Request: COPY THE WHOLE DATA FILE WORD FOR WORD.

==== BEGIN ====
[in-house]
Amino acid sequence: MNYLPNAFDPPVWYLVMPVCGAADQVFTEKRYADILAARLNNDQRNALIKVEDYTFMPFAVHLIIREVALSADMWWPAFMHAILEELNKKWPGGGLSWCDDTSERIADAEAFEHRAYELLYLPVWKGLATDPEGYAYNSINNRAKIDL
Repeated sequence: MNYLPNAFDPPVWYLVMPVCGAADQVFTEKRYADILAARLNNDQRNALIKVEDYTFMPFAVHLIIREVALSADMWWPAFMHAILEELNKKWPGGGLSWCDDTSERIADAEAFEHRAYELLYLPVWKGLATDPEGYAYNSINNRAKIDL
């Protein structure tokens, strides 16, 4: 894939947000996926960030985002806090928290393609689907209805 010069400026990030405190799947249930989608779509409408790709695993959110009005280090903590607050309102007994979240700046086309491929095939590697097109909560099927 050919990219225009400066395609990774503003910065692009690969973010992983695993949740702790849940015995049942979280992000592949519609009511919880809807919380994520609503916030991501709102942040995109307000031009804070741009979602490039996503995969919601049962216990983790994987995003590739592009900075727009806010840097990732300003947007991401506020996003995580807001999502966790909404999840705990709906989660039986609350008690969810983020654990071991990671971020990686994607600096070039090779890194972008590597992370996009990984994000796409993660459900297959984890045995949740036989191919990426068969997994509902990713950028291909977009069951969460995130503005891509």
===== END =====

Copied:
[in-house]
Amino acid sequence: MNYLPNAFDPPVWYLVMPVCGAADQVFTEKRYADILAARLNNDQRNALIKVEDYTFMPFAVHLIIREVALSADMWWPAFMHAILEELNKKWPGGGLSWCDDTSERIADAEAFEHRAYELLYLPVWKGLATDPEGYAYNSINNRAKIDL
Repeated sequence: MNYLPNAFDPPVWYLVMPVCGAADQVFTEKRYADILAARLNNDQRNALIKVEDYTFMPFAVHLIIREVALSADMWWPAFMHAILEELNKKWPGGGLSWCDDTSERIADAEAFEHRAYELLYLPVWKGLATDPEGYAYNSINNRAKIDL
């Protein structure tokens, strides 16, 4: 894939947000996926960030985002806090928290393609689907209805 010069400026990030405190799947249930989608779509409408790709695993959110009005280090903590607050309102007994979240700046086309491929095939590697097109909560099927 050919990219225009400066395609990774503003910065692009690969973010992983695993949740702790849940015995049942979280992000592949519609009511919880809807919380994520609503916030991501709102942040995109307000031009804070741009979602490039996503995969919601049962216990983790994987995003590739592009900075727009806010840097990732300003947007991401506020996003995580807001999502966790909404999840705990709906989660039986609350008690969810983020654990071991990671971020990686994607600096070039090779890194972008590597992370996009990984994000796409993660459900297959984890045995949740036989191919990426068969997994509902990713950028291909977009069951969460995130503005891509």